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Nearly one-third of all U.S. cropland is used for corn — but it's not all the type you eat off the cob. More than a third of U.S. corn is used for animal feed, with another third grown for ethanol for cars.
Growing corn uses a lot of water and fertilizer, and some of these production techniques, coupled with the effects of climate change, are threatening U.S. corn production.
Brooke Barton is the director of the water program at the nonprofit advocacy organization Ceres. In her new report, "Water and Climate Risks Facing U.S. Corn Production: How Companies and Investors Can Foster Sustainability," she outlines the problems of corn production and what farmers and companies that buy corn can do to change unsustainable farming practices.
She joins Here & Now's Jeremy Hobson to discuss the issues associated with corn production.
On the large amount of water needed to grow corn
"Corn is a really thirsty crop, so in parts of the country where we don't have ample rain, we're irrigating it, usually with groundwater, like from the aquifer that we have in the middle of the country called the High Plains Aquifer, which is a tremendous groundwater resource. It really is the lifeblood of states like Nebraska and Kansas. But the fact is that the amount of water that's required to grow corn is much more than what's required to grow crops that have traditionally been grown in those areas, like sorghum or wheat. But the high price of corn has driven production in those areas. Ethanol mandate as well has encouraged production in those areas. And we're seeing in our report that there's at least 20 counties in Nebraska, Kansas and Texas that are seeing groundwaters precipitously drop as a result of corn production."
On the problems with fertilizer used on corn crops
"Another big issue we see with corn production is the fact that it needs so much more fertilizer than other crops. And in many parts of the corn belt, we see high levels of fertilizer pollution — fertilizer that essentially is running off into rivers and streams, and a lot of it's aggregating into the Mississippi River and pouring off into the Gulf of Mexico, contributing to what's been called by scientists 'the dead zone.' It's a hypoxic, oxygen-deprived area where, essentially, there's no room for aquatic life, and we know from our study that corn production contributes to 40 percent of that nitrogen pollution."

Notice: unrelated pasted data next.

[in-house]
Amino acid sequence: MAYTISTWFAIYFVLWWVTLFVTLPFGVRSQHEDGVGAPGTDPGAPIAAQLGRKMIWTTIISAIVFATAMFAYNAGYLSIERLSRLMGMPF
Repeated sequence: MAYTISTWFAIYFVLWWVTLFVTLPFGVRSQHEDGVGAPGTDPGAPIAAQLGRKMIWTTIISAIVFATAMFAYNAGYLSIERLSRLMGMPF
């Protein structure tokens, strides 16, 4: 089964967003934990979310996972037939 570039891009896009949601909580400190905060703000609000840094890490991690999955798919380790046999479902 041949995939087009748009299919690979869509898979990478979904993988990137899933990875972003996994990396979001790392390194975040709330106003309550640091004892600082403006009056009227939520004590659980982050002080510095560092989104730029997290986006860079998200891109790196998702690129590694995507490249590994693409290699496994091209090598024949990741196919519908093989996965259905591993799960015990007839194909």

On what corn farmers can do better
"The reality is that, in some of these regions, groundwater is going to continue to be a source of irrigation, but there are many upgrades in irrigation technologies that can be employed. The fact is that 20 percent of farmers are still using old-fashioned flood mechanisms to irrigate their corn rather than using drip irrigation or center-pivots, which are much more parsimonious in how water is being allocated. There's a lot they can also do to protect soil and the moisture in their soil by not plowing their soil as vigorously as they might otherwise, by doing things like planting cover crops."
"Fertilizer application is something that has been studied for many, many years, and there are many great practices that have been identified by scientists and agricultural experts. A lot of this is about putting the fertilizer on at the right time and the right amount. Now, farmers, understandably, don't want to take risks and not apply enough fertilizer to produce the yield to that they think they can produce. So there's a risk for them, but we now have technologies, soil testing approaches, and even remote sensing that allows farmers to be much more precise about where, when and how much they apply fertilizer."
This segment aired on June 11, 2014.
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